Slow Elk plays fast music.
Slow Elk plays fast music. Charles Mudede

On Friday, I walked into Vermilion after work, ordered a glass of white wine from Brian, and chanced to catch a set of a punk band called Slow Elk. The set was fast and furious and brassy. Three of the musicians played horns—trumpet, trombone, sax. Though the drummer and guitarist thrashed like there was no tomorrow, the horns were more composed and even orchestral. So, on one side, you had punk minimalism (the bare bones of rock); and the other, the bold and full sound of a big band. And all of it came together quite nicely. As soon as the set was done, Slow Elk packed their equipment and left. Brian served me another glass of wine.

On Saturday, I did not hear any new music. But I did finish the Dr. Dre/Jimmy Iovine doc The Defiant Ones, which ends with a thing about Kendrick Lamar's deep admiration of Dr. Dre. The young Lamar saw Dre during a video shoot in LA. He was in the hood with Snoop Dog. "I knew who he was," says Lamar, "But he didn't know who I was." The first part of the three-part doc is by far the best.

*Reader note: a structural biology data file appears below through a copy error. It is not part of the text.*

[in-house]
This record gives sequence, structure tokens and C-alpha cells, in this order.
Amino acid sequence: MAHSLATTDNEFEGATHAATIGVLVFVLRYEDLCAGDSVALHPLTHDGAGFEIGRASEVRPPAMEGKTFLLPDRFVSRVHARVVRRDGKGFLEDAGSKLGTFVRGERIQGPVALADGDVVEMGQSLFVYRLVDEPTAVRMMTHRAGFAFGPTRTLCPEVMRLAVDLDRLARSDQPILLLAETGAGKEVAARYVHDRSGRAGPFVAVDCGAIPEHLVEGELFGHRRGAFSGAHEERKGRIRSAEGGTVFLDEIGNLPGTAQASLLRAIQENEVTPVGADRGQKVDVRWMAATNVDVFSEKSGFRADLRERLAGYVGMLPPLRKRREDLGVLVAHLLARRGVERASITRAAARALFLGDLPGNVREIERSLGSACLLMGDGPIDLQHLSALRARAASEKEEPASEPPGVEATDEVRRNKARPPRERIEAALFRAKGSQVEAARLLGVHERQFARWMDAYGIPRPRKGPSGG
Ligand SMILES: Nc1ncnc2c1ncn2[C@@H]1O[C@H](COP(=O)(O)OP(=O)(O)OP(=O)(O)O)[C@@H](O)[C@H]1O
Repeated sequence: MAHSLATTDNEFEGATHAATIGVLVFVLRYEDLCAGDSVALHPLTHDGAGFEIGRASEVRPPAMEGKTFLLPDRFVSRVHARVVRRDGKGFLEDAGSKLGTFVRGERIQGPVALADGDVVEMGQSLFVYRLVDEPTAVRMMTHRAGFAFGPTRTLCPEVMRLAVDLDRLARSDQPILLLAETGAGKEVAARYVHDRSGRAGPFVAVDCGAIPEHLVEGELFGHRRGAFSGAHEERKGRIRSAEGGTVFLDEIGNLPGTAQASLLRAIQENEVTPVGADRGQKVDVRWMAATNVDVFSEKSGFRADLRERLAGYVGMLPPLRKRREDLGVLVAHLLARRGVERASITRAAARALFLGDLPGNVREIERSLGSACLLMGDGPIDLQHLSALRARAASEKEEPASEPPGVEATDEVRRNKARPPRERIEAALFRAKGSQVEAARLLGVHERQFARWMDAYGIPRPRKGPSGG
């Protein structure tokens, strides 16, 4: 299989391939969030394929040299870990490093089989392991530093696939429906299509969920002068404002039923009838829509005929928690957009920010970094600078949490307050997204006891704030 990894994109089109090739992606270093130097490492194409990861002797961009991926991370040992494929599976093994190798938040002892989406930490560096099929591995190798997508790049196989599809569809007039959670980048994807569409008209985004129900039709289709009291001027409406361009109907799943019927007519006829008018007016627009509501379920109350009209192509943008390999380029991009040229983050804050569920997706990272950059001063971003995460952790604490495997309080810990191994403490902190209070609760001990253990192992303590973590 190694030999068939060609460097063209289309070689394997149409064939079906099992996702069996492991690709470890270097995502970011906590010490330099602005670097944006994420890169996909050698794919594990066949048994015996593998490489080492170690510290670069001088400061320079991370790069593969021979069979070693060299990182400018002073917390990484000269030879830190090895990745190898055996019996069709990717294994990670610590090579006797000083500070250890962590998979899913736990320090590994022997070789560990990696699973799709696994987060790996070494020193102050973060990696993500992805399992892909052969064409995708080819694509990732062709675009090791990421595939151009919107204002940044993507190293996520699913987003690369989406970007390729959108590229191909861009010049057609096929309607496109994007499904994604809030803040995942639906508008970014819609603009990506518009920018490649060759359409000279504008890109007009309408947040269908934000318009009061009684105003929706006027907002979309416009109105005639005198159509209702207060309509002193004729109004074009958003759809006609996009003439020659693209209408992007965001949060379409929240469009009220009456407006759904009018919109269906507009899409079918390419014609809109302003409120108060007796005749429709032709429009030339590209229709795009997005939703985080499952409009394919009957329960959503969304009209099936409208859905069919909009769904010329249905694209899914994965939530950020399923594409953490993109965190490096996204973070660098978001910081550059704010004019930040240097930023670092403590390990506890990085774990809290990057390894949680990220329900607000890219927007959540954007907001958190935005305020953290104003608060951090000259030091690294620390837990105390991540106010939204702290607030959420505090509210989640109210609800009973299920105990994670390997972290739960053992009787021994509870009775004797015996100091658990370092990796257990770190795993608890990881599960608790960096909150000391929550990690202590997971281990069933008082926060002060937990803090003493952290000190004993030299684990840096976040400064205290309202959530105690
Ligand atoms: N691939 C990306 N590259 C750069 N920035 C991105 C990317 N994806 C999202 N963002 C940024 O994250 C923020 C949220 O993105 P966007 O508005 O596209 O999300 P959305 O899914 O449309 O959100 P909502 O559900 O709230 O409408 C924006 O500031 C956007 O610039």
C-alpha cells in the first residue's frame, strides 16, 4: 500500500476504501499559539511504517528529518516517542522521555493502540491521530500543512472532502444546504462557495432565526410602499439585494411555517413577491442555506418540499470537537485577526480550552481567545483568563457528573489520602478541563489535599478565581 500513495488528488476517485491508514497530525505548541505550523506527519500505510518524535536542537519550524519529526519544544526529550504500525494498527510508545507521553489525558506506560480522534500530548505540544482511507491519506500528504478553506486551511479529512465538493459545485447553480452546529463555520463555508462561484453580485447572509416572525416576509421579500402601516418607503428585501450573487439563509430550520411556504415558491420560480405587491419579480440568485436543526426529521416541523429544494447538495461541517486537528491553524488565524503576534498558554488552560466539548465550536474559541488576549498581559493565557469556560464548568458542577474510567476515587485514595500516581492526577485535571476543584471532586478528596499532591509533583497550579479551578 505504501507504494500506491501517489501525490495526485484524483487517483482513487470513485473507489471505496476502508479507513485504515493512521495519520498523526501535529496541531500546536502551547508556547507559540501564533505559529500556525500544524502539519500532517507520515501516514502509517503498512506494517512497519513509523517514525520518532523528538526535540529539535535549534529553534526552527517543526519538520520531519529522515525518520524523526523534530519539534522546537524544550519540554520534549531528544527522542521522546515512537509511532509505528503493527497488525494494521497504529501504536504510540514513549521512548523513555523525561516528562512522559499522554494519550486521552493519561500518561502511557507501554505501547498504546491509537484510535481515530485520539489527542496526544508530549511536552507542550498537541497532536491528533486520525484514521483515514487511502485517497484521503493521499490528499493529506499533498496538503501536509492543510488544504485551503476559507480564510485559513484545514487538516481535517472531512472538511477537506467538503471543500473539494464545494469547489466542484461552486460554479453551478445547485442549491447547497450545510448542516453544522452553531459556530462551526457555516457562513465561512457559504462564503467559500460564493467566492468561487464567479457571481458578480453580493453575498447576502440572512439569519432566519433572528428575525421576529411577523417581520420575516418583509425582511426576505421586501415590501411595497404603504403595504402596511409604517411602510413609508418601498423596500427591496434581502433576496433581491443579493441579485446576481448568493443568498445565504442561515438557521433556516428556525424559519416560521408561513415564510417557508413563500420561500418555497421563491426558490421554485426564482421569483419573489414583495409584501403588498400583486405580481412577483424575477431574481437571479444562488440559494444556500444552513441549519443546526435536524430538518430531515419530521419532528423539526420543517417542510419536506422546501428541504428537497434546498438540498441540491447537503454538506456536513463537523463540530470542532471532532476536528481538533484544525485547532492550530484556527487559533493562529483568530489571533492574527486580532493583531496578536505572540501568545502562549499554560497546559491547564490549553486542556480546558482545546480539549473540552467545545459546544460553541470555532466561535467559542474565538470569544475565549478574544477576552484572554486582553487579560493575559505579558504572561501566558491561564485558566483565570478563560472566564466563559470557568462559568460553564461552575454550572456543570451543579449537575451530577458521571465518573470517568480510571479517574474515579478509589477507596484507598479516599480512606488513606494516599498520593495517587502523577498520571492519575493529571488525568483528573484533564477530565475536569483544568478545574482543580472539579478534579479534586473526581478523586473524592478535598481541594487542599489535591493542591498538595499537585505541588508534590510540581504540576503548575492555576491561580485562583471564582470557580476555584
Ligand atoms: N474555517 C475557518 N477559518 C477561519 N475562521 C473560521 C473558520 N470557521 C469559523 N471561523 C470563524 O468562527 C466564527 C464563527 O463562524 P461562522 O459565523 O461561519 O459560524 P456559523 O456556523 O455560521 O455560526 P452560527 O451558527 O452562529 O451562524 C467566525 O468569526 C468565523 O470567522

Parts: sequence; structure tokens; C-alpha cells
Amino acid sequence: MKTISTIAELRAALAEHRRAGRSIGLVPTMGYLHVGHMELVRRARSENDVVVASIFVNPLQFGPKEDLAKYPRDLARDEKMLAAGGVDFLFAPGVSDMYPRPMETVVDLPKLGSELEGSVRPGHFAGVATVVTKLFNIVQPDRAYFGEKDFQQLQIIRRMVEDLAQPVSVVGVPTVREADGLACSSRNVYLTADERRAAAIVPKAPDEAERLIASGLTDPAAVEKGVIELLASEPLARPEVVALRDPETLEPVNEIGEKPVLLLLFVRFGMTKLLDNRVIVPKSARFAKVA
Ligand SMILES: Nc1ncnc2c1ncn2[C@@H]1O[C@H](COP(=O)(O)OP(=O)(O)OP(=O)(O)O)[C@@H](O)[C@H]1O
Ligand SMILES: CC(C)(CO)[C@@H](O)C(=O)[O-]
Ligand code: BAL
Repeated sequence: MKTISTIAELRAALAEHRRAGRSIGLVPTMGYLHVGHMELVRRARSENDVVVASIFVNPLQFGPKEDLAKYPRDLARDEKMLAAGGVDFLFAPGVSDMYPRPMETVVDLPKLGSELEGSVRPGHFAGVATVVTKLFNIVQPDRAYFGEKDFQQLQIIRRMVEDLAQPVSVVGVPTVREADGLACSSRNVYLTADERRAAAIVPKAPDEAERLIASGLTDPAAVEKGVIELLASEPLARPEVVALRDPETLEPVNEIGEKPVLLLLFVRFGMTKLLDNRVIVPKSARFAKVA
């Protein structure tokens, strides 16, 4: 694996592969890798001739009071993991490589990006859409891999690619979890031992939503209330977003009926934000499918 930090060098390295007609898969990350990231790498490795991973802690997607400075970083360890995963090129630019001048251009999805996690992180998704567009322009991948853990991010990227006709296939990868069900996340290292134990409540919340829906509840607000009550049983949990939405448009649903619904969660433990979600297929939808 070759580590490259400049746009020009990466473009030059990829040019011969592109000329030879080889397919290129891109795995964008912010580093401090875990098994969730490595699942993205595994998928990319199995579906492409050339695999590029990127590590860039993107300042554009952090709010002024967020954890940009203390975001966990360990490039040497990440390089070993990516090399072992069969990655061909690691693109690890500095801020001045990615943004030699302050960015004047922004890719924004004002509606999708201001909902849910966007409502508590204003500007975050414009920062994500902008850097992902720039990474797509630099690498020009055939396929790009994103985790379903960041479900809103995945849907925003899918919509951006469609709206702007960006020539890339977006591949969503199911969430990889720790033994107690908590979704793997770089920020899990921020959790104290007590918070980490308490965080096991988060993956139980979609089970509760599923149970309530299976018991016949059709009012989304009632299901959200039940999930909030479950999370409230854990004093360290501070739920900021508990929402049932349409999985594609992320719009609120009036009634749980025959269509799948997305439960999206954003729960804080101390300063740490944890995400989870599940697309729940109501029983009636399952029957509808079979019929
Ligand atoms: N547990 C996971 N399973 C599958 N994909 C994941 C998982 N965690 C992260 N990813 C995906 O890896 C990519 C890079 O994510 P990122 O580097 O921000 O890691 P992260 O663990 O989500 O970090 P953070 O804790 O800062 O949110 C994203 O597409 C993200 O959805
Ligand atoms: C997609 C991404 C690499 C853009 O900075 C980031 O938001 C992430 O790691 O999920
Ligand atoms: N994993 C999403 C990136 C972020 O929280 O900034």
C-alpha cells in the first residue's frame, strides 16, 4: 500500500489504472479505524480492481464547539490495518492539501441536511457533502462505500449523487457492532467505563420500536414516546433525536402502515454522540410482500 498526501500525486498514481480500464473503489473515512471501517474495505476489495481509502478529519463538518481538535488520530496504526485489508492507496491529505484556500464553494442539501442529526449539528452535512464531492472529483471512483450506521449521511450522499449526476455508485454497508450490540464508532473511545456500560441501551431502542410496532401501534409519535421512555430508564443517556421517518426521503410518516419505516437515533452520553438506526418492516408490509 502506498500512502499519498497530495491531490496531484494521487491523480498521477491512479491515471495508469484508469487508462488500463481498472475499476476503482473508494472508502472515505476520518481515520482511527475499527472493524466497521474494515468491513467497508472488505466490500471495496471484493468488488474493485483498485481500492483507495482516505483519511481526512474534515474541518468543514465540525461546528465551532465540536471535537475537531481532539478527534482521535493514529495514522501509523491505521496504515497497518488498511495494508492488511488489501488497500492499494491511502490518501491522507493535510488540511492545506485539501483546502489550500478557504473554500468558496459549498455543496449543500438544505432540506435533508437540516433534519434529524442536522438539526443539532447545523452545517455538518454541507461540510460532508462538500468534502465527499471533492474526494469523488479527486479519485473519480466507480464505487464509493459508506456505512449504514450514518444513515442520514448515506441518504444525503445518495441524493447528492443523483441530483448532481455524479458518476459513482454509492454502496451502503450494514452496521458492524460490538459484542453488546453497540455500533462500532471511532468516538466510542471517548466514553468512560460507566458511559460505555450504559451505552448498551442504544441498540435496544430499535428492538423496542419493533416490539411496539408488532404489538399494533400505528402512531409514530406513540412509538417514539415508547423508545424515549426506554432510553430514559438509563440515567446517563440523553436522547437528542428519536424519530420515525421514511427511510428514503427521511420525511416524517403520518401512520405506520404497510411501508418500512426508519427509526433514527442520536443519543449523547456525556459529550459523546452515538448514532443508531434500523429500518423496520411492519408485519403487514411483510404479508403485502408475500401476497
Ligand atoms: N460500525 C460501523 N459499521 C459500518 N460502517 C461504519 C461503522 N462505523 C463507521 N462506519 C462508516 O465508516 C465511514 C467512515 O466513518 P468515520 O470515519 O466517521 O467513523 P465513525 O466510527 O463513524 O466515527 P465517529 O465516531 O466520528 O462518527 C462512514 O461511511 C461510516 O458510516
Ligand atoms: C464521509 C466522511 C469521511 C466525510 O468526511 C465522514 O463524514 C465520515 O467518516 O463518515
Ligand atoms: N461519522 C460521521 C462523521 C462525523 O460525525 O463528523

On Sunday, I walked from the best train station (design wise) on the Link line, University of Washington Station, to Flowers Bar & Restaurant on the Ave. Once at the bar, I ordered a glass of white wine and prepared to read the second chapter of Louis Althusser's classic Reading Capital. But before I completed a paragraph, I noticed the music. It was a catchy hiphop cut with a bouncy beat and a robotic bass. The rapper's mood and mode was completely new to my ears. Who was she?

I was informed by the friendly bartender that it was DoNormaal, a local rapper who has a new album called Third Daughter. Sean Nelson wrote about her here. The track that caught my attention was "Gold Rooster." I put my book away and spent the next hour listening to the album, which has 19 tracks. When I left Flowers, the sun was setting behind the site for the link station that will open in 2021.